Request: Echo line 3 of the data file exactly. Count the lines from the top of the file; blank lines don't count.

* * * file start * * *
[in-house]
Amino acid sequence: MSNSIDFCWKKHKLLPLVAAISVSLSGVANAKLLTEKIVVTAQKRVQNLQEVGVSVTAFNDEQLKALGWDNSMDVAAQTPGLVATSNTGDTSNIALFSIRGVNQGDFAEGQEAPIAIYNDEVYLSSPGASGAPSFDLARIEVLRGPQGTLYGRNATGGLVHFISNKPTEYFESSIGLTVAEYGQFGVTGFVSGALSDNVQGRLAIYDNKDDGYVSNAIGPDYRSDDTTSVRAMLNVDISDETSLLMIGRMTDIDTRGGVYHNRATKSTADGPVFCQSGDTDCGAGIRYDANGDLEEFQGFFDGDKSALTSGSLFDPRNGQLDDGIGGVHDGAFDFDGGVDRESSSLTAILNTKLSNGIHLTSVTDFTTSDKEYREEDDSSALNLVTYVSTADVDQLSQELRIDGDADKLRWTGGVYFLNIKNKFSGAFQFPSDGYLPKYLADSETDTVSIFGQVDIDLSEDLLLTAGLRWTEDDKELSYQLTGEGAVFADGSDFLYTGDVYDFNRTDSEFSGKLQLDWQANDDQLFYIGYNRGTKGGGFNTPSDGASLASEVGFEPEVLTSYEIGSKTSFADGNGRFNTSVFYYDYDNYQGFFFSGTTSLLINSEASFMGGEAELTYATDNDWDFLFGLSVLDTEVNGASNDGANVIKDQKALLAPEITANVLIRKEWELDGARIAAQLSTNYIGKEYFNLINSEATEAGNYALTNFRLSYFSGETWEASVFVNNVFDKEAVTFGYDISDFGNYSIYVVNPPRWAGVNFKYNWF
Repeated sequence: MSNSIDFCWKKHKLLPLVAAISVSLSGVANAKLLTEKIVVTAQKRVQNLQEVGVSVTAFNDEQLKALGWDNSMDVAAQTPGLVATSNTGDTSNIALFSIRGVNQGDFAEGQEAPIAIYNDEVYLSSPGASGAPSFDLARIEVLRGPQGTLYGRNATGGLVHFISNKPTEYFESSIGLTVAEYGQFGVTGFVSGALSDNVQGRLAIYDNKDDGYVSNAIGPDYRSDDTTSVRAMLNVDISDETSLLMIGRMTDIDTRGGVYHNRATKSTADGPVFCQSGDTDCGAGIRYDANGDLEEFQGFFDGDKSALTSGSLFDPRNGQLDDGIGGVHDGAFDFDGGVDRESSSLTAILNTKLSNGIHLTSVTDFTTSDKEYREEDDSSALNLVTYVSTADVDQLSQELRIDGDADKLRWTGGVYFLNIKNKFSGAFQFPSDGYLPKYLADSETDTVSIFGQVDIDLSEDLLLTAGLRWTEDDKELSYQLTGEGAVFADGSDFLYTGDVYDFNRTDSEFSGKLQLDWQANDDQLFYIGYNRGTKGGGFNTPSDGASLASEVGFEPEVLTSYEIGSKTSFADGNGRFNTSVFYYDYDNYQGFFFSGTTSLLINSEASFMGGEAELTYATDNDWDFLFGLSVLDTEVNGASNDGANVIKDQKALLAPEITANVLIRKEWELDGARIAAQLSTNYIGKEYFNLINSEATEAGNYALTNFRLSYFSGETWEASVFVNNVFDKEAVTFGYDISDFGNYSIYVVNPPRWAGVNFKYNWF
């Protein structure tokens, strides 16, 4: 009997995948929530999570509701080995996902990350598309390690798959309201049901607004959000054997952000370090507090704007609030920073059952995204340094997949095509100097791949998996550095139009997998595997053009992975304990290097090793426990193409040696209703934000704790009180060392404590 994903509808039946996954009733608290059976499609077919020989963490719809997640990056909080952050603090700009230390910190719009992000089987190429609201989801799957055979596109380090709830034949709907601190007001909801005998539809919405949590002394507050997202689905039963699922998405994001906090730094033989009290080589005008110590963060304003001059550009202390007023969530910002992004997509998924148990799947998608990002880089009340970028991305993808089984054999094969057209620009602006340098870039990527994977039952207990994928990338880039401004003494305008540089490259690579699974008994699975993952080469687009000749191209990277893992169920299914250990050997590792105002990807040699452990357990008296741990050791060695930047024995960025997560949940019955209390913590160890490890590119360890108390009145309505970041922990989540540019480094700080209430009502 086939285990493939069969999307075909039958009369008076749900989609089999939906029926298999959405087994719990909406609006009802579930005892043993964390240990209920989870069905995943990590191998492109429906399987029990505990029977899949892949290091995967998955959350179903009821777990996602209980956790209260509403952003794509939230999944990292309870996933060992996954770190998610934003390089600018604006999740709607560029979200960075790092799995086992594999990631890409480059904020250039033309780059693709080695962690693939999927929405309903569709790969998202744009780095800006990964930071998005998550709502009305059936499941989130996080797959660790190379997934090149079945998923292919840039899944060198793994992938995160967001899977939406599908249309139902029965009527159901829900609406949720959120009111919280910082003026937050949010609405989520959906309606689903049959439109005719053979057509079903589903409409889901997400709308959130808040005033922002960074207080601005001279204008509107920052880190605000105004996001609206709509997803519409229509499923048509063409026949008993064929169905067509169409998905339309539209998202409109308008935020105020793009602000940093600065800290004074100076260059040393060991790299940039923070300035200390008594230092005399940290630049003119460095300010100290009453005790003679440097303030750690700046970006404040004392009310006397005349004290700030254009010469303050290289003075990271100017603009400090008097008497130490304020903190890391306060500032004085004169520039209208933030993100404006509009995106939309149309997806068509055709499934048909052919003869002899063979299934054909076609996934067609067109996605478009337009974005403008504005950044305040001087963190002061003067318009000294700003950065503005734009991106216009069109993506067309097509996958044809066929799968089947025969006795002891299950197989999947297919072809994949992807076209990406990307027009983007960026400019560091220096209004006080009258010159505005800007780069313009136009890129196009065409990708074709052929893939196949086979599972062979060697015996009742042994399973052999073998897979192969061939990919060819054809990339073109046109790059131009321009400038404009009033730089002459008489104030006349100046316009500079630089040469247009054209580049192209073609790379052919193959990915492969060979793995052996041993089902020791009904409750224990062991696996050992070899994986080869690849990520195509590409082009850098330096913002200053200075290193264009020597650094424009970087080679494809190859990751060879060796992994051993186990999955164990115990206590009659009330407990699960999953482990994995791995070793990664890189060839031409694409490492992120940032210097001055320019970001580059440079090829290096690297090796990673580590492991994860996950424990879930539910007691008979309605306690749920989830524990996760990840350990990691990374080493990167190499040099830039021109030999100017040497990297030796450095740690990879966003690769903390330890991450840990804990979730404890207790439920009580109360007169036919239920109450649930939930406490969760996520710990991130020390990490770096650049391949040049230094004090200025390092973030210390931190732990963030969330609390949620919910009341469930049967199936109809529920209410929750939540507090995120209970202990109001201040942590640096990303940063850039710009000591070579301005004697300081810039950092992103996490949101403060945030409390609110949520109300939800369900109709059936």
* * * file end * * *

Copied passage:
Repeated sequence: MSNSIDFCWKKHKLLPLVAAISVSLSGVANAKLLTEKIVVTAQKRVQNLQEVGVSVTAFNDEQLKALGWDNSMDVAAQTPGLVATSNTGDTSNIALFSIRGVNQGDFAEGQEAPIAIYNDEVYLSSPGASGAPSFDLARIEVLRGPQGTLYGRNATGGLVHFISNKPTEYFESSIGLTVAEYGQFGVTGFVSGALSDNVQGRLAIYDNKDDGYVSNAIGPDYRSDDTTSVRAMLNVDISDETSLLMIGRMTDIDTRGGVYHNRATKSTADGPVFCQSGDTDCGAGIRYDANGDLEEFQGFFDGDKSALTSGSLFDPRNGQLDDGIGGVHDGAFDFDGGVDRESSSLTAILNTKLSNGIHLTSVTDFTTSDKEYREEDDSSALNLVTYVSTADVDQLSQELRIDGDADKLRWTGGVYFLNIKNKFSGAFQFPSDGYLPKYLADSETDTVSIFGQVDIDLSEDLLLTAGLRWTEDDKELSYQLTGEGAVFADGSDFLYTGDVYDFNRTDSEFSGKLQLDWQANDDQLFYIGYNRGTKGGGFNTPSDGASLASEVGFEPEVLTSYEIGSKTSFADGNGRFNTSVFYYDYDNYQGFFFSGTTSLLINSEASFMGGEAELTYATDNDWDFLFGLSVLDTEVNGASNDGANVIKDQKALLAPEITANVLIRKEWELDGARIAAQLSTNYIGKEYFNLINSEATEAGNYALTNFRLSYFSGETWEASVFVNNVFDKEAVTFGYDISDFGNYSIYVVNPPRWAGVNFKYNWF